Skip to main content

Center Field


Center Field

As the star pitcher of Ridgedale High's baseball team, Mike Semak is infatuated with the game. He believes in success at any cost, but pressures on and off the field are becoming too exacting. After instigating a fight with a "puke" from the cyber club, Mike is punished with community service. His subsequent experiences help him discover a world that is bigger than his own view of center field.

Baseball is a true passion of Mike's, his lifetime idol being a pro player who led his team to the World Series. Being in center field gives Mike a certain rush, a kind of peace that comes only from being empowered and in the place he understands. But the arrival of a new player during his junior year interrupts this peace. Oscar Ramirez has just made the team and is quite possibly more athletic and a better pitcher than Mike. Most team members don't welcome him openly as some are racist and Oscar is out to take Mike's position. Being outmatched is something Mike simply isn't used to, so the pressures of winning really start to get to him.

As a jock, Mike is in a hallowed position at Ridgedale, in a group who are smug about their status and pretty much keeps to themselves. The baseball team is prestigious enough that players are entitled to their pick of the girls, and Mike and his friend Ryan are going out with beautiful blonde cheerleaders. Yet Mike has found lately that he isn't really as interested in Lori as he was. They have a great time partying together, and she's sweet and entirely open to him physically and an identical twin (a scenario many guys wouldn't dream of passing up), but there's just something missing in their intellectual and emotional connection. Mike has recently begun fantasizing about an athletic girl who is also a member of the cyber club, Katherine Herold. His teammates would say that Kat is beneath his interest and have nicknamed her "tiberbitch" --- she's tough to the core and unapproachable, at least to jocks. 

Zack Berger is a friend of Kat's and, as the head of the cyber club, inherently has opposite views from Mike's. Mike looks at Zack as self-important, a "puke" nerd who thinks everyone should devote their entire life to his latest cause, whether that be going green or helping with world hunger or community outreach programs. Zach constantly pressures all students to get involved and isn't quiet about his views of jocks as self-important thugs. And with Mike in his current frustrated state of mind, it takes only one comment to set him off. Mike does something he normally wouldn't: starts a fight with a much smaller guy who has little hope of defending himself. Zach is flattened by a single punch, and Mike winds up in the office, agreeing to make amends with community service in order to avoid suspension.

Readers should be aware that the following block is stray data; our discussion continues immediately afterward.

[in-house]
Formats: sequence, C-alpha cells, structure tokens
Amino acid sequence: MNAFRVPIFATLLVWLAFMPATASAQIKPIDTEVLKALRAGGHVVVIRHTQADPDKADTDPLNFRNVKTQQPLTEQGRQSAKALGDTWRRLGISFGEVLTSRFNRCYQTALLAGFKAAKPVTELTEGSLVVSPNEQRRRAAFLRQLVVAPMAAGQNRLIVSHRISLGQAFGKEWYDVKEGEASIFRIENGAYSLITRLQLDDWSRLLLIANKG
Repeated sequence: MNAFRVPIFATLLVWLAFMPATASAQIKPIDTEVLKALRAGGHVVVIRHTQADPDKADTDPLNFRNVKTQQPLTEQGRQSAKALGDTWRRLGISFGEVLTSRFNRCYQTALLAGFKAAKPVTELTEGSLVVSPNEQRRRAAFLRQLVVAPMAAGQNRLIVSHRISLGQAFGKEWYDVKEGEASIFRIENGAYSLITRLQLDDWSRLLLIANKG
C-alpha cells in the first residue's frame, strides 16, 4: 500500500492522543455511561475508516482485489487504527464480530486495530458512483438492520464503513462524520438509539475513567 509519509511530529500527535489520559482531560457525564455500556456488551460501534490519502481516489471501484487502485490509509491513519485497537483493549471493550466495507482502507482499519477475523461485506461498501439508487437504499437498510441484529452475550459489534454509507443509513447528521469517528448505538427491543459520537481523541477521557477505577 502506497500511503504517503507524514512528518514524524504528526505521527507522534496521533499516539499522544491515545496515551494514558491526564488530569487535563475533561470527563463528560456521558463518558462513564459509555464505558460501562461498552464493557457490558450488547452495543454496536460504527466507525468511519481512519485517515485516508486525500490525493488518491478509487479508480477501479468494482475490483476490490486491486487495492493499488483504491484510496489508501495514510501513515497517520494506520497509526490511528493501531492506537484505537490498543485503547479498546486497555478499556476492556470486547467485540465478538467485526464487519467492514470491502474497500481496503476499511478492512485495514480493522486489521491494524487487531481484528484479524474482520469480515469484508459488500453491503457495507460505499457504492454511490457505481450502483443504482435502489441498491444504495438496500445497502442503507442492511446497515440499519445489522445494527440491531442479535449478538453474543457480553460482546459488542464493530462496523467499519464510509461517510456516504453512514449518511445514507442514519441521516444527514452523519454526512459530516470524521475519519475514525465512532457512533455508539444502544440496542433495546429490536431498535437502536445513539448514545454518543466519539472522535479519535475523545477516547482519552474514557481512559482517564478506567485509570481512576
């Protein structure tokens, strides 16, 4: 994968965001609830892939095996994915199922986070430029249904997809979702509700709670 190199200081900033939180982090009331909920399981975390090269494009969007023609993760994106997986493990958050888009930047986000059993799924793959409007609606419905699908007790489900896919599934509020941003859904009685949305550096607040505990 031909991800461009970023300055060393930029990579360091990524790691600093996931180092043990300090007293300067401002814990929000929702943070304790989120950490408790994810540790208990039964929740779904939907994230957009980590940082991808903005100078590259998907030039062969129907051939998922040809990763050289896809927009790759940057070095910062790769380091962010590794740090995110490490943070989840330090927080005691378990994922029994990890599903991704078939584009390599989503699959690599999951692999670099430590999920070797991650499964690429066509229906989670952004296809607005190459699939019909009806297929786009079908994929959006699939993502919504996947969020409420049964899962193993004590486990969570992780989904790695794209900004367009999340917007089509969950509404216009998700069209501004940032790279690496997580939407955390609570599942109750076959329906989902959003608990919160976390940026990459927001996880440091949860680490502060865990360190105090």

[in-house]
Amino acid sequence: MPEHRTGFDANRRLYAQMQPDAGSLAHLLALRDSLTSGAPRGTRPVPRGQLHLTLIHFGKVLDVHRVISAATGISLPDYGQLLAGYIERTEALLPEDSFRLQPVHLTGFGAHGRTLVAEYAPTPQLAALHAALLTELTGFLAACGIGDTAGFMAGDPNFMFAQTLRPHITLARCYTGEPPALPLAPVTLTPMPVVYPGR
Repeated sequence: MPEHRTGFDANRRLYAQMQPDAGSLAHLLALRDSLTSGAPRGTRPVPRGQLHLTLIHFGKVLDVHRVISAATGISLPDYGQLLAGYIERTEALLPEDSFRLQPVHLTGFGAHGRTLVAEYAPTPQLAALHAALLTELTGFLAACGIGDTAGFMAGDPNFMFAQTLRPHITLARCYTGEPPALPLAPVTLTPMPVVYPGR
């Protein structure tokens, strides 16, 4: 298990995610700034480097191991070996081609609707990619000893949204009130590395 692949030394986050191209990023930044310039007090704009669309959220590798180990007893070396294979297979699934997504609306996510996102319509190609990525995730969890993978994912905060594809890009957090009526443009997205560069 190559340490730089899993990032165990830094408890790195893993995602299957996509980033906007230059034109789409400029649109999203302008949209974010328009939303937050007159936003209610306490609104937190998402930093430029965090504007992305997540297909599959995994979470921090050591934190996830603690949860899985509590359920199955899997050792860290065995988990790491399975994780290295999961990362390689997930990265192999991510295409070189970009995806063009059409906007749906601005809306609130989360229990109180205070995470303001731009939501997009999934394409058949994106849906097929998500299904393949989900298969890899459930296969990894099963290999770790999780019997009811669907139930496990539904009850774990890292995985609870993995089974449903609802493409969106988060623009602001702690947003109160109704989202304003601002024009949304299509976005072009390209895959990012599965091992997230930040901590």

Mike's service involves helping the cyber club on Saturdays, alongside Zach and "tigerbitch". His coach wants him to spy on the cyber club while he's there, and Mike is generally unenthusiastic about the deal until he realizes he'll see Kat. But after a time or two, the actual service begins to strike a chord in him. The club helps elderly citizens learn to use computers, hauling in (and out) the equipment each and every week. After the physical labor is done, students help older people send emails and pictures to their families --- quite a cool thing for all of them but especially for Mike. He ends up befriending an older lady who is also a dedicated baseball fan and reminisces with her about his deeply-felt passion for the sport. This allows both the cyber club and Kat to see a totally different side of Mike, and Kat begins to take more of a personal interest in him and in his quiet thoughtfulness and unusual strength of will.

Author Robert Lipsyte is a sportswriter for both The New York Times and USA Today, and in reading CENTER FIELD, you can sense the work of a skilled and passionate writer. The novel will connect well with adolescent guys, especially as it is written from the male point of view and is heavily laden with sports. Play-by-plays of the games are excellent and bring baseball vividly to life; it's much like an announcer speaking during a particularly invigorating game, yet equal attention is given to the off-time as to actual games. High school life is also dealt with as it really is, without shying away from the inherent social divisions, romantic troubles, partying, labeling, and the daily pressures to measure up. Athleticism and intellectualism are both approached positively, and anyone who reads the book will benefit from the inspirations and insights offered.

Reviewed by Melanie Smith on March 23, 2010

Center Field
by Robert Lipsyte

  • Publication Date: March 23, 2010
  • Genres: Fiction
  • Hardcover: 288 pages
  • Publisher: HarperTeen
  • ISBN-10: 0060557044
  • ISBN-13: 9780060557041